Last year I joined my local photography club. The club holds regular competitions and I was amazed by the quality of the bird and wildlife photographs. I’ve never been much of a natural history photographer. So it’s not surprising that my own photographs did very poorly in competitions.

In particular, a judge criticized a woodpecker photograph that I submitted because it was clearly on a bird feeder. “Hand of man!” he said as he dismissed my attempt.

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This is where I started from. It’s a rubbish photo. We don’t want to see birds on bird feeders.

Natural history photography has more than a passing resemblance to street photography. One of the secrets of street photography is to first find your “stage” and then wait for the subjects to appear. So I thought I would apply this to photographing garden birds. I decided to set up a stage and then wait for the birds to arrive.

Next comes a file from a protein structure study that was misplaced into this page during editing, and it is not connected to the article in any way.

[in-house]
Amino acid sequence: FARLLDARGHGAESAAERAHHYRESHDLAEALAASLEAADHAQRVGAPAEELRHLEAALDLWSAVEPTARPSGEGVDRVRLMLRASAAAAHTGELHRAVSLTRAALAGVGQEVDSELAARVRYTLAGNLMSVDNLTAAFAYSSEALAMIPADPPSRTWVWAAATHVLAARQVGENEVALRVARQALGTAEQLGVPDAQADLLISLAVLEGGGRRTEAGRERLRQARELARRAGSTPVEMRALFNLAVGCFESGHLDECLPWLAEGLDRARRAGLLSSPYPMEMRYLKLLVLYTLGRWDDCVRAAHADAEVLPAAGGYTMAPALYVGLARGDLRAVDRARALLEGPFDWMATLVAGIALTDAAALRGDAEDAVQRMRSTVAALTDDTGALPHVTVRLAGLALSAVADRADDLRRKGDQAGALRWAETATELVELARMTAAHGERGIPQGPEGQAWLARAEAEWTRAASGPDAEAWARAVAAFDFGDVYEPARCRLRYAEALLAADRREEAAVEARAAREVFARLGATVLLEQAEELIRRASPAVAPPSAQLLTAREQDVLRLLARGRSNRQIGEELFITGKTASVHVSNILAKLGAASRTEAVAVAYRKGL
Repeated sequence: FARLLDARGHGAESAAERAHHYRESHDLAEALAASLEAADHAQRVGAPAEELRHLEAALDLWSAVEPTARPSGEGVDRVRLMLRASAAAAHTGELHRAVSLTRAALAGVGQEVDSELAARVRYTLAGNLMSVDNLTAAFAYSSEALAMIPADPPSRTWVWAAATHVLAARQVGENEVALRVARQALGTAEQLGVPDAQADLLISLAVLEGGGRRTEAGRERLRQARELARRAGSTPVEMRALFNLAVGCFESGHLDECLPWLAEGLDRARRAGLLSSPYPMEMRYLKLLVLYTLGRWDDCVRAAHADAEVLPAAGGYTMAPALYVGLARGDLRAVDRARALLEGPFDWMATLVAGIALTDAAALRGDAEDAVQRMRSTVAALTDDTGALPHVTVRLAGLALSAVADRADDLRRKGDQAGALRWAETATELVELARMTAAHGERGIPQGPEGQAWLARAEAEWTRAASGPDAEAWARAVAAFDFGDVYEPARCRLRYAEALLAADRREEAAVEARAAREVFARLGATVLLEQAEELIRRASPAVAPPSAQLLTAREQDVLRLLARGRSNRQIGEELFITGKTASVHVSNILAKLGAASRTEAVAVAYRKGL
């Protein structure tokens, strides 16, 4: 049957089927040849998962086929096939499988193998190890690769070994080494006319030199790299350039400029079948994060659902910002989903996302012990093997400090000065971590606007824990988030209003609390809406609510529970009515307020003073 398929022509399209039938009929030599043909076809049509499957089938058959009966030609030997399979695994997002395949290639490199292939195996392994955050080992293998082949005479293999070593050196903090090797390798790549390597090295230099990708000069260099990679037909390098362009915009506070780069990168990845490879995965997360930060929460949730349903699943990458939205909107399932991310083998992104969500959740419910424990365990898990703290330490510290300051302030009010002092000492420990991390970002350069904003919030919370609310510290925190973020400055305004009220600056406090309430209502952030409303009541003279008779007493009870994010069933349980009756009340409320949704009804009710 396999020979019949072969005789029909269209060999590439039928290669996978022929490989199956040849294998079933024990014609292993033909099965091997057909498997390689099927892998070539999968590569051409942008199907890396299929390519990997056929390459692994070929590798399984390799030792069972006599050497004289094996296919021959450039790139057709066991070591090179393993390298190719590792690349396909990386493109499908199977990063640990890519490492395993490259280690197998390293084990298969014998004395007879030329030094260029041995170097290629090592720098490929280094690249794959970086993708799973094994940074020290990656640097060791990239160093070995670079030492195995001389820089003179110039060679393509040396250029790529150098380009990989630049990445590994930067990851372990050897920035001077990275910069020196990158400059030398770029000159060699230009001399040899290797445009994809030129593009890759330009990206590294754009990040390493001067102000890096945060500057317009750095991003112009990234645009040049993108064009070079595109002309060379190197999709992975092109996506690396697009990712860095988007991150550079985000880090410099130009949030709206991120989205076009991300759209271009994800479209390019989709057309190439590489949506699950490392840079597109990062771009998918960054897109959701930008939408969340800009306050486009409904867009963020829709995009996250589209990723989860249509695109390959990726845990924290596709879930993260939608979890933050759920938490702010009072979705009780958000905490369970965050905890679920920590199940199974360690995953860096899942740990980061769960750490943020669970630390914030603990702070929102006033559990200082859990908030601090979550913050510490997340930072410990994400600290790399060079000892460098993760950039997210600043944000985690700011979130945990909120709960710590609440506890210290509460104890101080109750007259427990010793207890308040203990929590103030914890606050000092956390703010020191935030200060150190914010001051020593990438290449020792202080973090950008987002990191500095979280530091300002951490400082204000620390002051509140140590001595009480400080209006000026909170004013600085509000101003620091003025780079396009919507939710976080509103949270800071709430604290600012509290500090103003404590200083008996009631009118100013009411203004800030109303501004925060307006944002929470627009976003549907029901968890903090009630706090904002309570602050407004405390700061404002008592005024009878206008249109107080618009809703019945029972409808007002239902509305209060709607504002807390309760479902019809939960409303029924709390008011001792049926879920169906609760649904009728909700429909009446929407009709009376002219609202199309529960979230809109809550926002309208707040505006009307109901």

I have a bird table in my garden, but I knew that I needed to create a stage that didn’t reveal the “hand of man”. So I hunted down moss-covered logs, attractive blossom and created a miniature reflection pool. I then set up my camera and waited.

This picture shows how I baited the log.

I added off-camera flash to get catchlights in the birds’ eyes.



Blue tit

I clipped some flowers and blossom to provide a perch.

I then captured this image of a blue tit on a magnolia bloom.

I loved the storytelling feel of this image. Time for more of the same!

My next step was to create a reflection pool. Here’s a picture I took at a hide with a proper pool. I didn’t have room for one of these.

I did it on a miniature scale by using a plastic tray from a garden centre.

I call this one, ‘Depressed robin wondering if the rain will ever stop’.

The reflection pool is small, so there’s only one angle you can shoot from.